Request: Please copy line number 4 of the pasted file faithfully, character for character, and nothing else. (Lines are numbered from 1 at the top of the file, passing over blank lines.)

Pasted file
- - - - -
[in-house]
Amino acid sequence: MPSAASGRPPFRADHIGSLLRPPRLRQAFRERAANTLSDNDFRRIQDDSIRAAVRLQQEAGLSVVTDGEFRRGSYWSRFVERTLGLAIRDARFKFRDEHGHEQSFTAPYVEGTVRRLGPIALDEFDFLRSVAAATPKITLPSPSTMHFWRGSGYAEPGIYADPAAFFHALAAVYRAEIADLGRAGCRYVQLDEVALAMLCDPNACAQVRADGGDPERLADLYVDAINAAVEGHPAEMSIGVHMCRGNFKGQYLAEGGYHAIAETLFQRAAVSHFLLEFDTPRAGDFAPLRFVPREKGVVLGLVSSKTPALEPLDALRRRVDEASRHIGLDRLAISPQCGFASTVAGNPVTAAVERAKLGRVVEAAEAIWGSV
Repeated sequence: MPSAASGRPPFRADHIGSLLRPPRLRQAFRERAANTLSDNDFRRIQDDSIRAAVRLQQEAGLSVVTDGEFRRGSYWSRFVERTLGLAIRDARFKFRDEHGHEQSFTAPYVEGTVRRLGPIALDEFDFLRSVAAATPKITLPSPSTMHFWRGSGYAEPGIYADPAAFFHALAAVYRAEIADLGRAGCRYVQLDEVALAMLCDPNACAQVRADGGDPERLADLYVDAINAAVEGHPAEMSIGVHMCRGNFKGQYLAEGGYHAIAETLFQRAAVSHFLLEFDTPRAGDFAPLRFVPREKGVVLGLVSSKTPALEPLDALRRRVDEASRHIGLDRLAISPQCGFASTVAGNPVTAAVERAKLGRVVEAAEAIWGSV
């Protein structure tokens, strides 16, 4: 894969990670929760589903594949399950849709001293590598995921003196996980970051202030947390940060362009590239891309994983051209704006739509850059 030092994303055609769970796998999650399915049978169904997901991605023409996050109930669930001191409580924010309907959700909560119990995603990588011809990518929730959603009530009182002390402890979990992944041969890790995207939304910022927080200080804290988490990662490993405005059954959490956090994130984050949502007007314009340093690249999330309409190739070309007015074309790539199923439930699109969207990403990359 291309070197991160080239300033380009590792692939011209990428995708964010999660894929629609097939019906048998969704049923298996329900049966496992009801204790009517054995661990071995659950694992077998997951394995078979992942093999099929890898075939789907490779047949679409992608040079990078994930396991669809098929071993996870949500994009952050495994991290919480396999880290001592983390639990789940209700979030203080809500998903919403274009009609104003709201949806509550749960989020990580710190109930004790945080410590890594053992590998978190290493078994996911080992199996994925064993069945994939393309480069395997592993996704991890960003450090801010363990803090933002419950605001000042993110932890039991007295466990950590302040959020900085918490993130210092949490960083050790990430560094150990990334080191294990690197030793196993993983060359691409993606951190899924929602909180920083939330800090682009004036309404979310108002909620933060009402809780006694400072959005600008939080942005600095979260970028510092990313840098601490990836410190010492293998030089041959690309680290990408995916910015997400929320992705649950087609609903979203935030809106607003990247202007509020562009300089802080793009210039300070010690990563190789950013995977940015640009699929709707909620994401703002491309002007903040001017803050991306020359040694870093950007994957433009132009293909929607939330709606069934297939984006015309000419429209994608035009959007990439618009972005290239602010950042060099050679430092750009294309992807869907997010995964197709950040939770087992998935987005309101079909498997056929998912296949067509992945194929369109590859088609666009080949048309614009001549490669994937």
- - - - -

């Protein structure tokens, strides 16, 4: 894969990670929760589903594949399950849709001293590598995921003196996980970051202030947390940060362009590239891309994983051209704006739509850059 030092994303055609769970796998999650399915049978169904997901991605023409996050109930669930001191409580924010309907959700909560119990995603990588011809990518929730959603009530009182002390402890979990992944041969890790995207939304910022927080200080804290988490990662490993405005059954959490956090994130984050949502007007314009340093690249999330309409190739070309007015074309790539199923439930699109969207990403990359 291309070197991160080239300033380009590792692939011209990428995708964010999660894929629609097939019906048998969704049923298996329900049966496992009801204790009517054995661990071995659950694992077998997951394995078979992942093999099929890898075939789907490779047949679409992608040079990078994930396991669809098929071993996870949500994009952050495994991290919480396999880290001592983390639990789940209700979030203080809500998903919403274009009609104003709201949806509550749960989020990580710190109930004790945080410590890594053992590998978190290493078994996911080992199996994925064993069945994939393309480069395997592993996704991890960003450090801010363990803090933002419950605001000042993110932890039991007295466990950590302040959020900085918490993130210092949490960083050790990430560094150990990334080191294990690197030793196993993983060359691409993606951190899924929602909180920083939330800090682009004036309404979310108002909620933060009402809780006694400072959005600008939080942005600095979260970028510092990313840098601490990836410190010492293998030089041959690309680290990408995916910015997400929320992705649950087609609903979203935030809106607003990247202007509020562009300089802080793009210039300070010690990563190789950013995977940015640009699929709707909620994401703002491309002007903040001017803050991306020359040694870093950007994957433009132009293909929607939330709606069934297939984006015309000419429209994608035009959007990439618009972005290239602010950042060099050679430092750009294309992807869907997010995964197709950040939770087992998935987005309101079909498997056929998912296949067509992945194929369109590859088609666009080949048309614009001549490669994937």